With their defeat in the Battle of Kyiv, Russian forces have started to concentrate in the east and south of Ukraine to build upon their greater advances there. Too many commentators have overlooked the battles in the south where Moscow’s troops were more successful in taking territory. The defense of Kyiv got all the media attention, as did Bucha, despite the wanton destruction of Mariupol. While it lost its battles in the north, the Russians have taken a swath of territory in the south and east that is roughly three times larger than the prewar area in the Donbas that the separatists held. Ukraine’s tenacious defenders have performed exceptionally well so far in the war, but continued success, especially in the south and east, cannot be assumed given the nature of the terrain there and current force levels. The next phase could generate larger and more decisive battles, depending upon the interaction of the contending strategies.
Success in war is often a clash of institutional adaptations, according to scholars including Williamson Murray and Theo Farrell. The Ukrainian way of war will have to evolve from the initial successes of the war’s opening six weeks. Having observed poor Russian performance up close, Ukrainian forces must avoid the same tactical mistakes their adversaries have made. On the other side, Russia is already demonstrating some adaptation, including designating a general officer, one with significant experience in Syria, as campaign commander. Russian military leaders certainly will not underestimate the motivation or lethality of the resistance. Attritional warfare, however, may still favor the Russians and their heavy artillery and ballistic missiles. Ultimately, I foresee three alternative scenarios that could emerge in the next few weeks.
Scenario 1: Ukraine on the Offensive
In the first scenario, Ukrainian forces go on the offensive in an effort to counter any attempts to surround their brigades holding the line in the Donbas. As part of this campaign, the Ukrainians would attempt to clear Kharkiv and Kershon. As Ukrainian Defense Minister Oleksii Reznikov noted, this requires more—and different—weapons than those Ukraine has received from international supporters so far. “To win such a war, we need different help than what we have been receiving before,” he said. “We want to liberate the enemy-occupied territories as soon as possible. To do this, we need other weapons.” Yet Ukraine does not have troops familiar with some of these, especially those that are not legacy Soviet systems. The new weapons that would be most effective are not as easy to operate or maintain as most of the handheld munitions the West provided earlier.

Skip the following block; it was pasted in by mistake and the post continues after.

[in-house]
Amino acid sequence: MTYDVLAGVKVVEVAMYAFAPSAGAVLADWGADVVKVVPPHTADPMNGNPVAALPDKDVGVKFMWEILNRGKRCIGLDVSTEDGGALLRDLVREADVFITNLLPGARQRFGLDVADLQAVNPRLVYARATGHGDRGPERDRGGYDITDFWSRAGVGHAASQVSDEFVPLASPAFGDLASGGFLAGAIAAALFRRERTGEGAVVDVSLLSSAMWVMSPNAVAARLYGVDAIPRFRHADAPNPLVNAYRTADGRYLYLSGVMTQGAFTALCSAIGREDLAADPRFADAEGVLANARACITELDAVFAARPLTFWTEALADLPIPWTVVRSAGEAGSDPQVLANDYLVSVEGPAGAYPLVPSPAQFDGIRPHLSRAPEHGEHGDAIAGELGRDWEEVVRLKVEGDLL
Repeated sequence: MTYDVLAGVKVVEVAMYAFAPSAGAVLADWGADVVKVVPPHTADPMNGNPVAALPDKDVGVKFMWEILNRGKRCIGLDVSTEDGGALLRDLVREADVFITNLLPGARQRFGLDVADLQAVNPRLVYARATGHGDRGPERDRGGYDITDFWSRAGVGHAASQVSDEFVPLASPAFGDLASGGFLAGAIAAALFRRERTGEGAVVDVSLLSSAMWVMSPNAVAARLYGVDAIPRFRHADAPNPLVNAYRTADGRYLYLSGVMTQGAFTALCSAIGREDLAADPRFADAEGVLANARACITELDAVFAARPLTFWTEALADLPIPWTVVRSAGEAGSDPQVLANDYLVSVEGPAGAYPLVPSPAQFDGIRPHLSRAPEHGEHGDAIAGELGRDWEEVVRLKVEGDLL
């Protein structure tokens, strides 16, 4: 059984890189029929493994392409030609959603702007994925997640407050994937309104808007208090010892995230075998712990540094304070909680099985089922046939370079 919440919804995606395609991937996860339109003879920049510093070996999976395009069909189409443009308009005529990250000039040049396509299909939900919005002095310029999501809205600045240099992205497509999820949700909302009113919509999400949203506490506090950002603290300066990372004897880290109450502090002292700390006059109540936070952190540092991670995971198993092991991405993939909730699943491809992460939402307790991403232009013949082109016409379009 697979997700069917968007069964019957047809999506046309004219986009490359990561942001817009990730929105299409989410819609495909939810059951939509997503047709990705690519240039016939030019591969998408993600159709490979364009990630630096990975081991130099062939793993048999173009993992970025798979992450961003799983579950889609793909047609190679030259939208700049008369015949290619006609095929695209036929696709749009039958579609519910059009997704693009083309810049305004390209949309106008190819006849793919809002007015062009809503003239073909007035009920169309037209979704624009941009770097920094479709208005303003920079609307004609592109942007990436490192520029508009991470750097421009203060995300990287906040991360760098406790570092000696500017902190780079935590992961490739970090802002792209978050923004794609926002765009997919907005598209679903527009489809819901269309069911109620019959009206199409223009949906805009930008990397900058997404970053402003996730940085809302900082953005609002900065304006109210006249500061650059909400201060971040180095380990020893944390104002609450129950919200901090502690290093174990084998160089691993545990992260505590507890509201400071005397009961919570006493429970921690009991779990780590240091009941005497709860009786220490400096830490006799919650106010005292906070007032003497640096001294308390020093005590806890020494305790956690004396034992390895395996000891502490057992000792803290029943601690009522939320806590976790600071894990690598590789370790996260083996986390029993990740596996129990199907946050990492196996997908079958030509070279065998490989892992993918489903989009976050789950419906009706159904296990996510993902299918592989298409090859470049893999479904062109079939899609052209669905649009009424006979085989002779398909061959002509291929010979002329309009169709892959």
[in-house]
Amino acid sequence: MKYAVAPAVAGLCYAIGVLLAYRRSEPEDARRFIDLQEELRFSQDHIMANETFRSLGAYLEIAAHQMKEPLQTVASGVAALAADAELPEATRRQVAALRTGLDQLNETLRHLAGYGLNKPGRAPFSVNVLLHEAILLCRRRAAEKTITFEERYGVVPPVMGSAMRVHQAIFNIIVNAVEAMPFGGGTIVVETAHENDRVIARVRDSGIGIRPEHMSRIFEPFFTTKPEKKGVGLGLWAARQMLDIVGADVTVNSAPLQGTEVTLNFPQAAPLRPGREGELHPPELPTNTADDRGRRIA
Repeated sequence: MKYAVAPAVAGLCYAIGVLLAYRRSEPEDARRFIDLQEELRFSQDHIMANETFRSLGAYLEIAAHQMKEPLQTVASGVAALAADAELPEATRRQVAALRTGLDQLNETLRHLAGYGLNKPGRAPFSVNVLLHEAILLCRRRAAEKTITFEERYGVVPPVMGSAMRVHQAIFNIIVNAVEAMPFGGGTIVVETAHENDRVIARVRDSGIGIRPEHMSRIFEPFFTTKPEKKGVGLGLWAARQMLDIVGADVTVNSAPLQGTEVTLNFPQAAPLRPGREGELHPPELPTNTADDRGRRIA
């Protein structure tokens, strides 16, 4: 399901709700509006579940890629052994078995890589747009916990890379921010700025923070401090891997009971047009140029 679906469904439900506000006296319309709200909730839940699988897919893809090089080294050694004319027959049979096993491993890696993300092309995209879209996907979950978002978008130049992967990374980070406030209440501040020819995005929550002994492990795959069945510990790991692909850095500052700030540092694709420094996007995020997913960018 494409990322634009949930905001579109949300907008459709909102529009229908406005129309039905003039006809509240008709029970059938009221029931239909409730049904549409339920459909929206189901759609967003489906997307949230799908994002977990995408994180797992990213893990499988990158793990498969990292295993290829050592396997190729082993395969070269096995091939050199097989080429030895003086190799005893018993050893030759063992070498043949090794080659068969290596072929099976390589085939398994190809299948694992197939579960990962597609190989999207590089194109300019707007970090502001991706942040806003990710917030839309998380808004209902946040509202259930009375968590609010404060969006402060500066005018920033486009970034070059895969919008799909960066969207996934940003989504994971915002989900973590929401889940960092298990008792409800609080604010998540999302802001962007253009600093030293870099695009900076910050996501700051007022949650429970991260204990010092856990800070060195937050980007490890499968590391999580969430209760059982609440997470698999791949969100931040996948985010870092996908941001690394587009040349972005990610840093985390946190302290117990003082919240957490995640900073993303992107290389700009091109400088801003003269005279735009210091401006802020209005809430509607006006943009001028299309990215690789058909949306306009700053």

What would the outcome be if Ukraine goes on the offensive? This type of fighting could generate massive levels of casualties for the Ukrainians and it is likely that they would ultimately fail while expending much of their manpower and munitions stocks.
Scenario 2: A Renewed Russian Offensive
In the second alternative, Russian forces go on the offense. If the Russians could mount assaults from both the north and south and seize the key city of Dnipro, it could isolate significant Ukrainian combat power in one fell swoop. But this assumes a degree of skill at combined arms maneuver that Russian units have largely failed to demonstrate since invading. While some feel that the rolling plains in the east play to Russian advantages in large mechanized operations, the success that the Ukrainians had against armor, from the air and on the ground, could be replicated in the Donbas—although the engagement ranges will be greater. Moreover, if Dnipro becomes key terrain, it will become significant that Russia’s approach to urban warfare ignores the basic rules and overlooks the effectiveness of decentralized operations when fighting in cities.
In this scenario, the Russians may also try to expand their position and close off Ukraine’s access to the Black Sea entirely. Odesa is less likely to be taken than other coastal cities, however, given its size. The loss of its port and access to the Black Sea would be a severe reverse for Ukraine’s long-term economic prospects. The Ukrainian defense will have to weight its effort against that thrust.